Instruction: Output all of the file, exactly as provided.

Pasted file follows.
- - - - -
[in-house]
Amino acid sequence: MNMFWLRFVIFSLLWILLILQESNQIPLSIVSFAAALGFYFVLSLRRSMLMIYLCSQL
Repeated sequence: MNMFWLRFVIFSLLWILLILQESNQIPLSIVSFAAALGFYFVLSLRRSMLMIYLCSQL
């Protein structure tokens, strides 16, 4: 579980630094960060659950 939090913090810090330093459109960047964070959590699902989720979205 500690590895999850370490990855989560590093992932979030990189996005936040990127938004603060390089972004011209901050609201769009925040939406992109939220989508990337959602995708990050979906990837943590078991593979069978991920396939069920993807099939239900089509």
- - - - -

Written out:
[in-house]
Amino acid sequence: MNMFWLRFVIFSLLWILLILQESNQIPLSIVSFAAALGFYFVLSLRRSMLMIYLCSQL
Repeated sequence: MNMFWLRFVIFSLLWILLILQESNQIPLSIVSFAAALGFYFVLSLRRSMLMIYLCSQL
């Protein structure tokens, strides 16, 4: 579980630094960060659950 939090913090810090330093459109960047964070959590699902989720979205 500690590895999850370490990855989560590093992932979030990189996005936040990127938004603060390089972004011209901050609201769009925040939406992109939220989508990337959602995708990050979906990837943590078991593979069978991920396939069920993807099939239900089509």